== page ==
Marc Chagall, “The Sacrifice of Isaac”, (1966), detail
When it was already dawn, Jesus was standing on the shore; but the disciples did not realize that it was Jesus.
When they climbed out on shore, they saw a charcoal fire with fish on it and bread. Jesus said to them, “Bring some of the fish you just caught.”
Jesus said to them, “Come, have breakfast.” And none of the disciples dared to ask him, “Who are you?” because they realized it was the Lord.
When is it that we break-fast?
Perhaps it is at morning Mass, when the long night of daily winter is slowly burned away by “the dawn from on high”.
Perhaps it is there, at the altar of our Lord, at the breakfast table of our one united body, that we come to see the Crucified Christ truly risen and waiting for us, “standing on the shore”.
We take so much for granted, so much we just assume is already prepared, without giving much thought to just how much goes into each meal. But we are in good company, Peter and the rest of the apostles, like us, come to a meal already in progress.
And just as Jesus called the apostles to a new morning meal, He calls each one of us each new day to a meal prepared ahead of time—in fact it was ordained a long, long time ago—for even upon those hot coals which the apostles approached two millennia ago, fish were already waiting.
It is to this ongoing meal that He asks all apostles to bring their fish, their most recent catch—to add to the fire—to the feast ever being prepared for those still yet to come.
The Fisher of Men, who calls others to become fishers as well, asks His disciples to contribute not only their earthly catch but the eternal offering of themselves.
But who is it that we find already lying upon the charcoal fire, upon the table of the Lord, waiting for us each morning as we approach the altar with our daily catch?
Is it not all those who have walked in faith before us? Is it not the communion of saints, the cloud of witnesses, the community of believers? Is it not those who pray in silence this very day for the conversion of sinners, the salvation of souls, the release of those in purgatory, the return to a unified Church?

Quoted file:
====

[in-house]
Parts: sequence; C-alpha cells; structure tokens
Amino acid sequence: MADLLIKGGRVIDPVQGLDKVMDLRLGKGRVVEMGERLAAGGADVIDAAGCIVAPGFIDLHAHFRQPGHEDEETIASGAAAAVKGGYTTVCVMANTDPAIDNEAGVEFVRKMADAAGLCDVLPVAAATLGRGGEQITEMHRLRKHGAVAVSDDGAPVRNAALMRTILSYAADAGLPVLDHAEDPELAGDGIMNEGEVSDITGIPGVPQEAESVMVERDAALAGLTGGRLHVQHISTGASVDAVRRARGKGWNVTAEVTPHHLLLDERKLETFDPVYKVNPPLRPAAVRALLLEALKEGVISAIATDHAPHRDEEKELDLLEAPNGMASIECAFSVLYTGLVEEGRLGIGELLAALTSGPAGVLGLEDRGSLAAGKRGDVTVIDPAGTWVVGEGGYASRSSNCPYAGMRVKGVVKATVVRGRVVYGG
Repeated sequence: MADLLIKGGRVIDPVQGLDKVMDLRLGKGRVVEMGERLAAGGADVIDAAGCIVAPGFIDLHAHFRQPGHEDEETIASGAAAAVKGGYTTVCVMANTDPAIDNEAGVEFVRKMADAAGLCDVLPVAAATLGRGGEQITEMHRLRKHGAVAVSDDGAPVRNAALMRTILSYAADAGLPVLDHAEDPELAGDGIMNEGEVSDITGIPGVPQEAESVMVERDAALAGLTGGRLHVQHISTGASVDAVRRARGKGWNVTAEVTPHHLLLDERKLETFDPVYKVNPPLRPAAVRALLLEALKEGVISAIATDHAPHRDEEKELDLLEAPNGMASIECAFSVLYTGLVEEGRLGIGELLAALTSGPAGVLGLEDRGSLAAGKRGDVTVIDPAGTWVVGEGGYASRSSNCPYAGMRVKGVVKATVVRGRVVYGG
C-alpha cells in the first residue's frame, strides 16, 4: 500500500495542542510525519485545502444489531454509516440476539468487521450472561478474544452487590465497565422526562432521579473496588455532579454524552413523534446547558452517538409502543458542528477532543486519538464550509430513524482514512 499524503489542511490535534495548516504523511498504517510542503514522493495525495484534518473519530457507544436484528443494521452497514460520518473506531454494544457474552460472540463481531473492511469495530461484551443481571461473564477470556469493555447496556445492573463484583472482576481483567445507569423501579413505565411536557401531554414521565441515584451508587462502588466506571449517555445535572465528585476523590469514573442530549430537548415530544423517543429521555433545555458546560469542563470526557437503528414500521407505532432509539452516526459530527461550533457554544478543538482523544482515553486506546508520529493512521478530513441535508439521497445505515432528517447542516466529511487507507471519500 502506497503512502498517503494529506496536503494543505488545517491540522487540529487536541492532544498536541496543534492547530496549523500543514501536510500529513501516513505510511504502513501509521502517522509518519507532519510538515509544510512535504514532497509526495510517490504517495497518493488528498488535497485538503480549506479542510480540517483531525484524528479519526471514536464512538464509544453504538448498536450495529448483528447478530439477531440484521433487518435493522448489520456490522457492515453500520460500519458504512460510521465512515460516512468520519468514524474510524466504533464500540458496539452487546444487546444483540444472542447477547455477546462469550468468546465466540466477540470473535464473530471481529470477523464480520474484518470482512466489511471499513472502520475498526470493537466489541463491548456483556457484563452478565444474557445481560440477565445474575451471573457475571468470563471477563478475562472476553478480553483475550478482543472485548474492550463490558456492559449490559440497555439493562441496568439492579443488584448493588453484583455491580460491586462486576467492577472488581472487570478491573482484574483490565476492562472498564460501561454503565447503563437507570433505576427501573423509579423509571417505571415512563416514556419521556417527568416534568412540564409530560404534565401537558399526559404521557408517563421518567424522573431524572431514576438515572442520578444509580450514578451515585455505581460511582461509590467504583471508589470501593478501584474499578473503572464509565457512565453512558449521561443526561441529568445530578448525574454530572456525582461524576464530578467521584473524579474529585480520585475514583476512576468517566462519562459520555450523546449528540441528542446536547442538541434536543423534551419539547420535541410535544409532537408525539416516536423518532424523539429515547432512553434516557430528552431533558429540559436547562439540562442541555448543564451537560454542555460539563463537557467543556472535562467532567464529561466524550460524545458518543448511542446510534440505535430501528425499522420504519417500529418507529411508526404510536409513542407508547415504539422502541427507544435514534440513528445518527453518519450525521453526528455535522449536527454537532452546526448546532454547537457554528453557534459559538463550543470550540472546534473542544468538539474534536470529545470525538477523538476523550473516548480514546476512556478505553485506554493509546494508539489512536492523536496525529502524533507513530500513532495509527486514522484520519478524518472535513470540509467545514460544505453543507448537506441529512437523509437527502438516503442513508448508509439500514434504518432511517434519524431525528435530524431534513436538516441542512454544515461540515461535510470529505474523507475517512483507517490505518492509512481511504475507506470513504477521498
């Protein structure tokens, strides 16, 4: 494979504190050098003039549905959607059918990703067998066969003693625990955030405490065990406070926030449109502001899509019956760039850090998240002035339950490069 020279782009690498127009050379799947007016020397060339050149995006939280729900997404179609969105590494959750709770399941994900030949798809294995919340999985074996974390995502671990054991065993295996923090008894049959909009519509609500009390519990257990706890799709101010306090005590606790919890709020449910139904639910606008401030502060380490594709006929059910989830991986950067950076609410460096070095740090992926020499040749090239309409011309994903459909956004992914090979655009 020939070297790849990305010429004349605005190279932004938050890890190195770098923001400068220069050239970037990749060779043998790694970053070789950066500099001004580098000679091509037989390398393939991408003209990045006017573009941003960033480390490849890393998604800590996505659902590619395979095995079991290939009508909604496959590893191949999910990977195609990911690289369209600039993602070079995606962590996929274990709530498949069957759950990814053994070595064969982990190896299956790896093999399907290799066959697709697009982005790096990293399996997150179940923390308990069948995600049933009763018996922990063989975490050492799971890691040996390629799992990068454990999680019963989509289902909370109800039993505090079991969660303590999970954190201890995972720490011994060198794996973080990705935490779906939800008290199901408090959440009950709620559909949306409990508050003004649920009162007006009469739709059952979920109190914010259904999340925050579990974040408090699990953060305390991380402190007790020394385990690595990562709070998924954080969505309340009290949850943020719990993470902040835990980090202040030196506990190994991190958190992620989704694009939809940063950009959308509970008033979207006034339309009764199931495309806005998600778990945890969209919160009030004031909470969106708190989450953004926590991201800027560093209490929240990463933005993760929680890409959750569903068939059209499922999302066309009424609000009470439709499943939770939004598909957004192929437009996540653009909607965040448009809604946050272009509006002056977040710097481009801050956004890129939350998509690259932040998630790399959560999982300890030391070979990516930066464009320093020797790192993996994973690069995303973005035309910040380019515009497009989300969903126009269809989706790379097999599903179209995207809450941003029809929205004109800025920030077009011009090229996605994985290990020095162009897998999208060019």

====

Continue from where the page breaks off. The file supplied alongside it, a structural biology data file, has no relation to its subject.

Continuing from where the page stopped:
Is it not those who suffer each and every day for the sake of Christ?
We will never really know exactly who, at least not while we walk within these “earthen vessels” we call bodies—not while we continue our pilgrimage through this valley of tears and wage our military-like mission against the powers of darkness.
We will never know while here on earth just how many fish are laid upon the fiery altar each new day, just how many join Jesus in His one perfect offering, just how many “share in his glory” because they “share in his suffering”.
But God does know, and he orchestrates it all. He knows exactly how many, and who. He misses not a tear, not a moan, not the slightest prick of a pin. He knows each and every one of His silent, unknown martyrs—those whose suffering “completes” what is “lacking in Christ’s afflictions”.
The Mystery. The Love. The Wisdom of the Cross. The Grandeur of God’s Salvific Plan. Praise be to God. Praise be to Christ Crucified and Risen. Praise be to the Holy Spirit: “O font of life! O fire of love!”
Let us then join the breakfast feast.
And let us not only eat but add to the meal.
Let us offer up all our “prayers, works and sufferings of this day in union with the Holy sacrifice of the Mass throughout the world…”
And let us dare to wonder with true childlike joy and adoration. Let us wonder who it is that is already laid upon those ancient coals as the apostles approach that gloriously simple meal on the shining shore of a most placid sea.
Is the fish already in place Jesus Himself? Jesus who is priest and sacrifice and altar?
Yes. Of course it is Him.
But perhaps it is someone else too.
Perhaps among that first batch of fish is also the first follower of Christ: the first to surrender all “possessions”, the first to pick up the cross daily, the first to follow Jesus through the completion of His Passion.
Yes, perhaps it is Mary, His mother, His first disciple…our mother and the queen of all apostles. And perhaps it is also that “upright” man whom Jesus Himself saw as a father, the “righteous” Joseph who suffered so much in the name of Jesus. Perhaps that first batch contains all three: Jesus, Mary, and Joseph, that most blessed of families—The Holy Trinity “made flesh”—The One Triune God dwelling in a humble hut in a little town named Nazareth.
In that sense, perhaps that first batch of fish is also you and me, your family and mine—and perhaps then “our” little “sacrifice” is already being offered up, right here in each of our “humble” homes and within the boundary lines of our own “Nazareths”.
Perhaps that first batch is waiting to be joined to all other offerings, to be joined together with all the other individuals and families that are called to be a “living sacrifice”.
Perhaps that first batch is within each one of us and is longing to be united to the one true sacrifice—the sacrifice of God’s crucified love, eternally offered upon the white-hot coals of God’s infinite charity.
Another angel came and stood at the altar, holding a gold censer. He was given a great quantity of incense to offer, along with the prayers of all the holy ones, on the gold altar that was before the throne. The smoke of the incense along with the prayers of the holy ones went up before God from the hand of the angel. Then the angel took the censer, filled it with burning coals from the altar, and hurled it down to the earth…